Walsh Named to President’s Honor Roll for Community Service


School News

For the fifth consecutive year, Walsh University has received national recognition as a leader among institutions of higher education for its support of volunteering, service-learning, and civic engagement by the Corporation for National and Community Service (CNCS). Walsh was named to the 2015 President’s Higher Education Community Service Honor Roll for engaging its students, faculty and staff in meaningful service that achieves measurable results in the community.

Service to others has been a part of the Walsh mission since the Brothers of Christian Instruction founded the University in 1960. Service permeates student life and institutional culture with 100 percent of the Walsh student body serving both locally and globally. Core values - excellence, integrity, service - drive the deeply rooted Walsh mission of "educating students to become leaders in service to others."

This recognition is due in large part to the University’s coordinated effort to provide various service opportunities for students. Walsh’s Office of Service Learning, Office of Global Learning and the Office of Student Outreach work collaboratively with other campus and community partners to create experiential learning opportunities that also help people in need. Service is a mandatory part of student organizations and athletics and service learning opportunities are available in all academic disciplines.

During the 2014-2015 academic year, students, faculty and staff completed over 48,000 hours of service for a variety of causes. This includes fall/spring break service trips, Harvest for Hunger, blood drives, Adopt-a-Family, Habitat for Humanity, mentoring programs, and nursing home outreach.  Service learning courses included partnerships with organizations such as the Catholic Worker, House of Loreto, CHOICES Alternative School, Aultman Hospital, Stark Parks, Massillon Boys & Girls Club, and many more. In addition, Walsh has hosted several service-learning campus events such as the Martin Luther King Day of Service and the first Ohio Hunger Dialogue.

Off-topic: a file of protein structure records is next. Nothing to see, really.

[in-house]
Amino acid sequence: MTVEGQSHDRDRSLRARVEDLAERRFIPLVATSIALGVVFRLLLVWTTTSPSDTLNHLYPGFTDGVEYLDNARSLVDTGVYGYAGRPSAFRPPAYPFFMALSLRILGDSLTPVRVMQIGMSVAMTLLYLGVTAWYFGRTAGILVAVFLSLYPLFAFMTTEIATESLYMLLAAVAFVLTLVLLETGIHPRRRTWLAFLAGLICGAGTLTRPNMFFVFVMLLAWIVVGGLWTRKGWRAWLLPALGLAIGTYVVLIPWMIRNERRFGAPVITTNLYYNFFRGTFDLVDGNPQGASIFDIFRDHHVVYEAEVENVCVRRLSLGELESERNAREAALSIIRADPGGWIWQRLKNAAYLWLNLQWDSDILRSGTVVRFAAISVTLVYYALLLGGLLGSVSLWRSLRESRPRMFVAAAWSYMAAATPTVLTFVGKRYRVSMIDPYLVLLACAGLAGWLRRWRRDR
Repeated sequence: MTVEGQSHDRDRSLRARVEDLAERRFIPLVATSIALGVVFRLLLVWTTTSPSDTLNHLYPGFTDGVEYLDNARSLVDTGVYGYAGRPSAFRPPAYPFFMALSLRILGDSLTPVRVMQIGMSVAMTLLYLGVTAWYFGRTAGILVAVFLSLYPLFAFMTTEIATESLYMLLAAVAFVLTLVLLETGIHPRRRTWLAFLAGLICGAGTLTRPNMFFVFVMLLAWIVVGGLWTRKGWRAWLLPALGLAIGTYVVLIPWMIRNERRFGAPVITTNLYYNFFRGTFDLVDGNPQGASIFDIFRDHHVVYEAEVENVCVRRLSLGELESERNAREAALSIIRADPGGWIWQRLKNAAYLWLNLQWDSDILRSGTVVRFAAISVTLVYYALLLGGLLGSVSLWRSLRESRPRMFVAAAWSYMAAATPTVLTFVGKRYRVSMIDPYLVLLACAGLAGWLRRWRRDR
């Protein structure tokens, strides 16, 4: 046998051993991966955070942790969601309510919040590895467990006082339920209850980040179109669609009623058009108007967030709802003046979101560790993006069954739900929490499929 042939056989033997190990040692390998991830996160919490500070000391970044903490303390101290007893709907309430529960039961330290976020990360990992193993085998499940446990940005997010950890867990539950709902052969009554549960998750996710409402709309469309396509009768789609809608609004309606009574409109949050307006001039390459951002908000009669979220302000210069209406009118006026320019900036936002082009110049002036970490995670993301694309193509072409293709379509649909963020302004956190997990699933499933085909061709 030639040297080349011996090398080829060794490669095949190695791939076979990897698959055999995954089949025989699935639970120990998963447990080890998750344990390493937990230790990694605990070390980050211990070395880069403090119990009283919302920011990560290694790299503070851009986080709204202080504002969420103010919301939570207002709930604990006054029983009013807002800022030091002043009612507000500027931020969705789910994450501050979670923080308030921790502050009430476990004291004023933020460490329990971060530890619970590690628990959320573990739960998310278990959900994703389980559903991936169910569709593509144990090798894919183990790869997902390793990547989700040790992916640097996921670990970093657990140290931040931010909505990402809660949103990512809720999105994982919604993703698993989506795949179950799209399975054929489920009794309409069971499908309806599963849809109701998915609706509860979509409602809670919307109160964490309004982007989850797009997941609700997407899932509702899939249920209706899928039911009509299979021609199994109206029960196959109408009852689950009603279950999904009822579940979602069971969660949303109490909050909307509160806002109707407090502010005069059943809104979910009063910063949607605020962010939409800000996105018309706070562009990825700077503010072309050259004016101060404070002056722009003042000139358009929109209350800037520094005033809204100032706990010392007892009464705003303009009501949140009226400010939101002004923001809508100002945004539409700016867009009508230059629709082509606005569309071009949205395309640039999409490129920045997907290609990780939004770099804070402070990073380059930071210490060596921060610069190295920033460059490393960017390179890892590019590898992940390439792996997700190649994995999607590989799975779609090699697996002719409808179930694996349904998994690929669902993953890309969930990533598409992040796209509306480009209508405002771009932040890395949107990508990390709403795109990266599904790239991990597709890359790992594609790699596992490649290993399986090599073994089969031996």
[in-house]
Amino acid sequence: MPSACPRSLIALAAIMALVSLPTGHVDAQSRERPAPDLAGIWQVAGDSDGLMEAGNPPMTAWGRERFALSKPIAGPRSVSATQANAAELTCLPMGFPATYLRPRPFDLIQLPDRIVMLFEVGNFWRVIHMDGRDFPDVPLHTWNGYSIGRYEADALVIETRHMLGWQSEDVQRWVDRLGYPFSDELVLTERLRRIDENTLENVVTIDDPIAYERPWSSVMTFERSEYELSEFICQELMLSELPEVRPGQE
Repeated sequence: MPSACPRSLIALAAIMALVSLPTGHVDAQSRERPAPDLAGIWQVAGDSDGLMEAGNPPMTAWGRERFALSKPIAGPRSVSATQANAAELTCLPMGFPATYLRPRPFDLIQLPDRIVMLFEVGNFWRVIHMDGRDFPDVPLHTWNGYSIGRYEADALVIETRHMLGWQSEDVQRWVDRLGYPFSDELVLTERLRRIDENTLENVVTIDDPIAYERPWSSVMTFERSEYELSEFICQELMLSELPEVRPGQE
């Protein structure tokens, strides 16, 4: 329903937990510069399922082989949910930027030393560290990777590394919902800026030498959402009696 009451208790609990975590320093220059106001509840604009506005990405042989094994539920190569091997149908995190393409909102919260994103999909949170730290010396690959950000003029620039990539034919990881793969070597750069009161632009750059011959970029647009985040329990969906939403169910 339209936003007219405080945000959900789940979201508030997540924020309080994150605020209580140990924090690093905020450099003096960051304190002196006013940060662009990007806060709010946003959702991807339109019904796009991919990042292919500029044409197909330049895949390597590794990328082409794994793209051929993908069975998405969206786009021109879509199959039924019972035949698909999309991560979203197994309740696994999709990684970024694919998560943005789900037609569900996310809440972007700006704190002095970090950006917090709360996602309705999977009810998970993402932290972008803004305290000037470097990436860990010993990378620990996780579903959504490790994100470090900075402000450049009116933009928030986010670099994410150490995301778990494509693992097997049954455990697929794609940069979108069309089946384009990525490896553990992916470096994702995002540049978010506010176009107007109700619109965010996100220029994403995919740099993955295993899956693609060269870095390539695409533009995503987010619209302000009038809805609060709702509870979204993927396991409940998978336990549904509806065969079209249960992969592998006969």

CNCS oversees the Honor Roll in collaboration with the U.S. Departments of Education and Housing and Urban Development, Campus Compact, and the American Council on Education. Honorees are chosen based on a series of selection factors, including the scope and innovation of service projects, the extent to which service-learning is embedded in the curriculum, the school’s commitment to long-term campus-community partnerships, and measurable community outcomes as a result of the service.